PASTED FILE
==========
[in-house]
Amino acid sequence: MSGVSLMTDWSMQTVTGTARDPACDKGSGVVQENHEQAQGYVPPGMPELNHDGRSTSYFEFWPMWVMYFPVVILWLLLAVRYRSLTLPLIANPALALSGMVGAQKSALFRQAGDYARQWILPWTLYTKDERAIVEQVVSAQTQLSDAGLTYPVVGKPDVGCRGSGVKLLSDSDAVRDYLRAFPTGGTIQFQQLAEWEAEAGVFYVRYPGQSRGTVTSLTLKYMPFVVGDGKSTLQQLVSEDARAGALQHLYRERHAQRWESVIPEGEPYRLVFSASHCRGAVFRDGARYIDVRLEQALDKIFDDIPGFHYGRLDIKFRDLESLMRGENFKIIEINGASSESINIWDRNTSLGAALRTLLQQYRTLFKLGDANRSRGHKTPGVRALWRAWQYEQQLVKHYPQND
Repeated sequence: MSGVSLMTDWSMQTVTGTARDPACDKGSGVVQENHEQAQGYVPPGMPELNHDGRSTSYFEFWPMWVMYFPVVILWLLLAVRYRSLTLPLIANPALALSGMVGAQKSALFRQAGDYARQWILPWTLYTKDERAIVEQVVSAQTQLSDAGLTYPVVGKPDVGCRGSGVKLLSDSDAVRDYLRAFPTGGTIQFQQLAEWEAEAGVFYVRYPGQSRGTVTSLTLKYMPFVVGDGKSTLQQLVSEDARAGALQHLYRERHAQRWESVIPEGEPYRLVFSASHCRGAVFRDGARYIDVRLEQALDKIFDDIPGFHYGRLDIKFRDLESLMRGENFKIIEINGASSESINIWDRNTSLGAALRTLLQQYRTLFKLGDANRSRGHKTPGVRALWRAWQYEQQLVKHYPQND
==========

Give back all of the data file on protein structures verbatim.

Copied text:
[in-house]
Amino acid sequence: MSGVSLMTDWSMQTVTGTARDPACDKGSGVVQENHEQAQGYVPPGMPELNHDGRSTSYFEFWPMWVMYFPVVILWLLLAVRYRSLTLPLIANPALALSGMVGAQKSALFRQAGDYARQWILPWTLYTKDERAIVEQVVSAQTQLSDAGLTYPVVGKPDVGCRGSGVKLLSDSDAVRDYLRAFPTGGTIQFQQLAEWEAEAGVFYVRYPGQSRGTVTSLTLKYMPFVVGDGKSTLQQLVSEDARAGALQHLYRERHAQRWESVIPEGEPYRLVFSASHCRGAVFRDGARYIDVRLEQALDKIFDDIPGFHYGRLDIKFRDLESLMRGENFKIIEINGASSESINIWDRNTSLGAALRTLLQQYRTLFKLGDANRSRGHKTPGVRALWRAWQYEQQLVKHYPQND
Repeated sequence: MSGVSLMTDWSMQTVTGTARDPACDKGSGVVQENHEQAQGYVPPGMPELNHDGRSTSYFEFWPMWVMYFPVVILWLLLAVRYRSLTLPLIANPALALSGMVGAQKSALFRQAGDYARQWILPWTLYTKDERAIVEQVVSAQTQLSDAGLTYPVVGKPDVGCRGSGVKLLSDSDAVRDYLRAFPTGGTIQFQQLAEWEAEAGVFYVRYPGQSRGTVTSLTLKYMPFVVGDGKSTLQQLVSEDARAGALQHLYRERHAQRWESVIPEGEPYRLVFSASHCRGAVFRDGARYIDVRLEQALDKIFDDIPGFHYGRLDIKFRDLESLMRGENFKIIEINGASSESINIWDRNTSLGAALRTLLQQYRTLFKLGDANRSRGHKTPGVRALWRAWQYEQQLVKHYPQND